At Lulworth Cove a Century Back
Collected Poems of Thomas Hardy (London: Macmillan and Co., 1932): 570. PR 4741 F32 Robarts Library.
2I might have gone, as I have gone this year,
4And Time have placed his finger on me there:
5"You see that man?" -- I might have looked, and said,
6"O yes: I see him. One that boat has brought
8So commonplace a youth calls not my thought."
9"You see that man?" -- "Why yes; I told you; yes:
10Of an idling town-sort; thin; hair brown in hue;
11And as the evening light scants less and less
12He looks up at a star, as many do."
13"You see that man?" -- "Nay, leave me!" then I plead,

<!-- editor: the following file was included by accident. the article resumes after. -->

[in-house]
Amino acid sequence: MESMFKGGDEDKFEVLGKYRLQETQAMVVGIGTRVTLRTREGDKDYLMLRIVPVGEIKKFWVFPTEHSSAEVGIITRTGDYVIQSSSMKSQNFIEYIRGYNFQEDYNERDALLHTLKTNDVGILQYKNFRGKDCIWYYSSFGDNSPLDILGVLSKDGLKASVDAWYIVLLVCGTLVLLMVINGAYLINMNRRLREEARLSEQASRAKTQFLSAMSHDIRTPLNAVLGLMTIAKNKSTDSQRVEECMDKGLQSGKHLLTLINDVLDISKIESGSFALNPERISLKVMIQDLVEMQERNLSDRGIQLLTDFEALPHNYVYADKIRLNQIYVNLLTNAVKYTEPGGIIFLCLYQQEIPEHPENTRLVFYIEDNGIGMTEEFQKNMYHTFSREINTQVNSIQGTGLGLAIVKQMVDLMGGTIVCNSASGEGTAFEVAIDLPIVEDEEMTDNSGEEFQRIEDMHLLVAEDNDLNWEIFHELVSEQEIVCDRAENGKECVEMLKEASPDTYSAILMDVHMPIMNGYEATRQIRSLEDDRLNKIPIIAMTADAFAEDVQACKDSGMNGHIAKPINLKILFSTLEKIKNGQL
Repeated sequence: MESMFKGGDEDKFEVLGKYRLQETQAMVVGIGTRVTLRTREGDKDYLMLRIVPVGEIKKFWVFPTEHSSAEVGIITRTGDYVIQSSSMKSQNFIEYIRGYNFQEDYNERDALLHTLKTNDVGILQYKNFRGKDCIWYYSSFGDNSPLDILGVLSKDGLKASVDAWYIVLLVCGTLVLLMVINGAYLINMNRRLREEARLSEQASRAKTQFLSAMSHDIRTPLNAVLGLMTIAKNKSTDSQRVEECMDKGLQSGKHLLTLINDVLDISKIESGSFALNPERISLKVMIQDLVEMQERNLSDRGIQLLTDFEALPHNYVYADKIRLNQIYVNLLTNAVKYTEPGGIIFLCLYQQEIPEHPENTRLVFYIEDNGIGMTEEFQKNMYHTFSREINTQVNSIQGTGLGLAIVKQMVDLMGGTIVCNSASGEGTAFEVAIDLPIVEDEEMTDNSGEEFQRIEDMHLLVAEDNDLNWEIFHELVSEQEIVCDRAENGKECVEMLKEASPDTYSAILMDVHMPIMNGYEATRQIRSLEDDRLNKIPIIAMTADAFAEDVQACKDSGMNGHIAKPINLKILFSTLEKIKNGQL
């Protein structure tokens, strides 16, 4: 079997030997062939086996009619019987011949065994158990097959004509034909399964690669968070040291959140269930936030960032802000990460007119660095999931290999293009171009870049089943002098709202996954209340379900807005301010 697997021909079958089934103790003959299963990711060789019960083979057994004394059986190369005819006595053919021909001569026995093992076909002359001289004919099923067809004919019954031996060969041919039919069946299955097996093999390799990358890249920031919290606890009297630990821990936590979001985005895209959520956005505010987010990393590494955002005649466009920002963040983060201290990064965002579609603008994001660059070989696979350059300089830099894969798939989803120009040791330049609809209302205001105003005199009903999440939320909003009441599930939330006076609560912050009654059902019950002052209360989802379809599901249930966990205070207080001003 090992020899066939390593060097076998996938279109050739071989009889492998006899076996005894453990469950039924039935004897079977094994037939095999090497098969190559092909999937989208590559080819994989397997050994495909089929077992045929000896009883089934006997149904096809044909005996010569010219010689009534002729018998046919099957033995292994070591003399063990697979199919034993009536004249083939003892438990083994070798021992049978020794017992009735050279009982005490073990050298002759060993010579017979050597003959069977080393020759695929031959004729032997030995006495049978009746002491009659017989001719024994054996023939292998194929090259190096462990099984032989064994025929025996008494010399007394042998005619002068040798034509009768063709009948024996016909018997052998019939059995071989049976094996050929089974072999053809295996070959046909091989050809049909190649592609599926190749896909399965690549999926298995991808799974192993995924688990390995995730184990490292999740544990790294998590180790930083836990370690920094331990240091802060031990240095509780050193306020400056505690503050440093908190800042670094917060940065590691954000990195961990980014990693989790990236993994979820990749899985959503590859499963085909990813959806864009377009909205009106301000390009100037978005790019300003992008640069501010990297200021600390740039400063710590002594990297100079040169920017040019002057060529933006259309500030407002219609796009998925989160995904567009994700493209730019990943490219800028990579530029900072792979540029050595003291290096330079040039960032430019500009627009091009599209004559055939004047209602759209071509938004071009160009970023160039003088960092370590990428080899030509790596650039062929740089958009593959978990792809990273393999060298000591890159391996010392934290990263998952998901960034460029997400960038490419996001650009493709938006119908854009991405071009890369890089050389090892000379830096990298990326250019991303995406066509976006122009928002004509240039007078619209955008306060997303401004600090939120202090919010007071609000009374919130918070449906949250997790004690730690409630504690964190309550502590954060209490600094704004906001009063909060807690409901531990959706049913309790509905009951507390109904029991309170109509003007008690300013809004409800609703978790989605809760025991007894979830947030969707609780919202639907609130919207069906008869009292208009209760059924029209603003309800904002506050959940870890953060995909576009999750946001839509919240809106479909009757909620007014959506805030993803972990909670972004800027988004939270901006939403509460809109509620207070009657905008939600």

15And it grows dark, and I am weary-kneed:
16I have said the third time; yes, that man I see!"
17"Good. That man goes to Rome -- to death, despair;
18And no one notes him now but you and I:
19A hundred years, and the world will follow him there,
20And bend with reverence where his ashes lie."
1] "NOTE. -- In September 1820 Keats, on his way to Rome, landed one day on the Dorset coast, and composed the sonnet, "Bright star! would I were steadfast as thou art." The spot of his landing is judged to have been Lulworth Cove." [Hardy's comment.] Back to Line
3] Warmwell Cross: in Dorset, just southeast of Dorchester. Back to Line
7] Saint Alban's Head: headland in Dorset at the southern end of the Isle of Purbeck, just southwest of Swanage. Back to Line
14] vamp across the lea: foot it ("vamp" is a part of a shoe) across the pasture land. Back to Line
Publication Start Year:
Late Lyrics and Earlier with Many Other Verses (London: Macmillan, 1922): 83-84. H378 L38 1922 Fisher Rare Book Library
RPO poem Editors: